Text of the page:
There are still several ancient languages modern scholars cannot decipher, like Minoan hieroglyphics (called Linear A) or Khipu, the intricate Incan system of writing in knots. These symbols contain within them the wisdom of civilizations, and there’s no telling what might be revealed should we learn to translate them. Maybe scholars will only find accounting logs and inventories, or maybe entirely new ways of perceiving reality. When it comes, however, to a singularly indecipherable text, the Voynich Manuscript, the language it contains encodes the wisdom of a solitary intelligence, or an obscure, hermitic community that seems to have left no other trace behind.
Composed around the year 1420, the 240-page manuscript appears to be in dialogue with medieval medical and alchemical texts of the time, with its zodiacs and illustrations botanical, pharmaceutical, and anatomical. But its script only vaguely resembles known European languages.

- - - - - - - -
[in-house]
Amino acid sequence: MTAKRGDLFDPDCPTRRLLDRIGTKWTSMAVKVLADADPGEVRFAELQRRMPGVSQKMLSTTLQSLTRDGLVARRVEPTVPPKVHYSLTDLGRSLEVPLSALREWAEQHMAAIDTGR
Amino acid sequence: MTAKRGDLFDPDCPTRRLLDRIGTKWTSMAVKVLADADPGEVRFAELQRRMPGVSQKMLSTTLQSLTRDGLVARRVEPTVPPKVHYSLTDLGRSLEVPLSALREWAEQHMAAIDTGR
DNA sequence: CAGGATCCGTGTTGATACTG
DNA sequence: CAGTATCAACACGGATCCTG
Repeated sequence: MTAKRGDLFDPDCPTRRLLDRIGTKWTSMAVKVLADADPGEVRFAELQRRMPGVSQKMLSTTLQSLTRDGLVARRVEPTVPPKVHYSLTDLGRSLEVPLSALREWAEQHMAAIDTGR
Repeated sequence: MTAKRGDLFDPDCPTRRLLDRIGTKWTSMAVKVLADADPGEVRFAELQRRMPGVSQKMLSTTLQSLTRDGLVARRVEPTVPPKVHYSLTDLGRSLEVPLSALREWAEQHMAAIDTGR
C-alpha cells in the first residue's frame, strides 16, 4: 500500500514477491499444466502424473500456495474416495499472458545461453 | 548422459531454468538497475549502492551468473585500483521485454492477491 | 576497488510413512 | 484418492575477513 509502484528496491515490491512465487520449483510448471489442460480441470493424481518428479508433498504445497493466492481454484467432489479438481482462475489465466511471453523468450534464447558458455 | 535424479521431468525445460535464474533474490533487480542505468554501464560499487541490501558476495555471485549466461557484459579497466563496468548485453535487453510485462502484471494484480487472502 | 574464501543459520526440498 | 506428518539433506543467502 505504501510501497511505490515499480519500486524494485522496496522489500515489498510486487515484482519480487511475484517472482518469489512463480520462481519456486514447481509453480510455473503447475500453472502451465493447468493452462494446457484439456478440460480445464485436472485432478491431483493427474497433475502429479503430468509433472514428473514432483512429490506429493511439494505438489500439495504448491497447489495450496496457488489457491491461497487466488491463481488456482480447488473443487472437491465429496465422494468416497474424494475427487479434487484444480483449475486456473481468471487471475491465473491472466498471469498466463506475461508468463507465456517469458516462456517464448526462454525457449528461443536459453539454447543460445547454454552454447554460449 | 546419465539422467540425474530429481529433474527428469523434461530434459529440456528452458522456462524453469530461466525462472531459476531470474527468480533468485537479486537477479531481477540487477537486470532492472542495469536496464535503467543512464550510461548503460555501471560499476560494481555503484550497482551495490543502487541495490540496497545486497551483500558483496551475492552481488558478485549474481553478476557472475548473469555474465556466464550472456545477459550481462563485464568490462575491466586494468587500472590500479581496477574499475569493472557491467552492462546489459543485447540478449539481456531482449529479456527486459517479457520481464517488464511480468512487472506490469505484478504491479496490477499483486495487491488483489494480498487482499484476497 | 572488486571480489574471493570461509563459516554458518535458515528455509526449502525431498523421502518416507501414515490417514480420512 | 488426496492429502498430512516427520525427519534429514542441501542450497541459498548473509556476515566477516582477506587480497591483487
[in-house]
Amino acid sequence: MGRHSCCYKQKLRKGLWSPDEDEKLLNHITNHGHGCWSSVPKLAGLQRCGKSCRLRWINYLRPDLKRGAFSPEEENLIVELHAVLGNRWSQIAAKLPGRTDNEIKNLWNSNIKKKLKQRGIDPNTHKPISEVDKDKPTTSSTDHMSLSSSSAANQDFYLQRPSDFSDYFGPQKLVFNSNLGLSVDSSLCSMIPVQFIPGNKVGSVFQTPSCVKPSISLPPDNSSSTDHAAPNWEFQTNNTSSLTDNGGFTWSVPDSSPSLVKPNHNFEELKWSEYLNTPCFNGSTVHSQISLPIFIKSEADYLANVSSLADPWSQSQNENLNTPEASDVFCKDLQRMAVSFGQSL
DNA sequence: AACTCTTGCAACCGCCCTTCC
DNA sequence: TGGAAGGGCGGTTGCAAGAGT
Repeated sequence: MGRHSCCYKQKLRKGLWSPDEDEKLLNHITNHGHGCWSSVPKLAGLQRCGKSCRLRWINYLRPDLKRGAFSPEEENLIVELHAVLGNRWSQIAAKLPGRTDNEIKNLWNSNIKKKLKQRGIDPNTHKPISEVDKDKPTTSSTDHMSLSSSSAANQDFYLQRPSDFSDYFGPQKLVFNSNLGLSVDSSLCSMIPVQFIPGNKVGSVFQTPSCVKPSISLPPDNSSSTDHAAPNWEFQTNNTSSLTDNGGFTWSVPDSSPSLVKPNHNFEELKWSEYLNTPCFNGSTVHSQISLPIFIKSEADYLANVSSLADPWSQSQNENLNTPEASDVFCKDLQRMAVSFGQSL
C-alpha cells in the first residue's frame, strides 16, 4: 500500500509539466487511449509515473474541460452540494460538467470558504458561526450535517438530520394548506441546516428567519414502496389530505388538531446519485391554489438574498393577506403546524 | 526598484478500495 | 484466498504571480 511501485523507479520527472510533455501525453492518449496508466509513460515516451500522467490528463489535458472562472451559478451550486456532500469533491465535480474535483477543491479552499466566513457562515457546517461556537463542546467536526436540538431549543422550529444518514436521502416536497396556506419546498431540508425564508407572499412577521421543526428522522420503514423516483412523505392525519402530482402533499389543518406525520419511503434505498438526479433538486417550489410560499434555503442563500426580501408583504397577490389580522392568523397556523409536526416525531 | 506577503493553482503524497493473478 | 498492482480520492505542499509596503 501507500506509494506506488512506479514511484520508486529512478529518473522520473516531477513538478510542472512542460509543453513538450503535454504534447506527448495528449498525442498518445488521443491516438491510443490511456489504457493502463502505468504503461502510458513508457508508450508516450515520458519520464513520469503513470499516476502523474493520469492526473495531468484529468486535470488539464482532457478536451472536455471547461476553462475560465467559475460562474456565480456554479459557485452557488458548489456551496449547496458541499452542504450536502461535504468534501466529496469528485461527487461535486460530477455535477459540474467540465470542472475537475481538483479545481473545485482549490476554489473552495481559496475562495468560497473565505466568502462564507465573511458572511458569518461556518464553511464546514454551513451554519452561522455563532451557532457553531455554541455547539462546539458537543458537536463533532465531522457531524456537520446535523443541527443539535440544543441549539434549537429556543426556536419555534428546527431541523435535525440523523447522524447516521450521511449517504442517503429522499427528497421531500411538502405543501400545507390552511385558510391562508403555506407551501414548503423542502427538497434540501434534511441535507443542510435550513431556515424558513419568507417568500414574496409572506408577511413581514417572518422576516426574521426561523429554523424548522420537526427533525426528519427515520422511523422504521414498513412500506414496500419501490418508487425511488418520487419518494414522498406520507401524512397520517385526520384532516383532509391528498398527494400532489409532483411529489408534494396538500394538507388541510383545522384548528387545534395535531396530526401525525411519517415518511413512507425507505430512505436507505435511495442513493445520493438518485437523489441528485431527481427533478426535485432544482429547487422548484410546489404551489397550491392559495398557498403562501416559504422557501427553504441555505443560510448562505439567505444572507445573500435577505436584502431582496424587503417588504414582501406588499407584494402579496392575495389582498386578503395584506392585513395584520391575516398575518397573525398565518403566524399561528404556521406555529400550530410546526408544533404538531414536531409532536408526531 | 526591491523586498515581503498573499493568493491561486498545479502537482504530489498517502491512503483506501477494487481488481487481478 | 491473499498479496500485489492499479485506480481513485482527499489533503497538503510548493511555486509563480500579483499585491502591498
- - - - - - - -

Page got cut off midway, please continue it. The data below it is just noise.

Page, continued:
Recording 900 years of graffiti in Orkney's cathedral

Exterior of St Magnus cathedral



Image captionSt Magnus is a pink cathedral built by the Vikings in Orkney

St Magnus Cathedral is a giant pink building which dominates the centre of Kirkwall.
It is a much loved building, at the centre of church and community events.
But for almost 900 years, people have been expressing their affection for the place by literally leaving their mark there.
Now Orkney Archaeology Society is training up volunteers to make the first full record of all the graffiti in the building.


East window
Image captionThe east window of the cathedral features carved stonework
Skull and hourglass on a memorial
Image captionMemorials lining the nave include grotesque reminders of death and decay
Inscription
Image captionInscriptions like this are what you might expect to see in a church or cathedral

There are spectacular carvings in the cathedral that are supposed to be there - from the detail of stonework in the stained glass windows, to the inscriptions and grave markers in the nave.
But it is now becoming clear that there are hundreds - maybe thousands - of much more informal marks, which have been left in the fabric of the building over centuries.
It is a tradition which started with the stone masons who built it, and who cut their symbols into the blocks of stone they carved.
And it continued through the 19th Century and until World War Two when sailors based in Scapa Flow scrawled their names, and the names of the ships they served on, on to masonry in the galleries and upper levels of the building.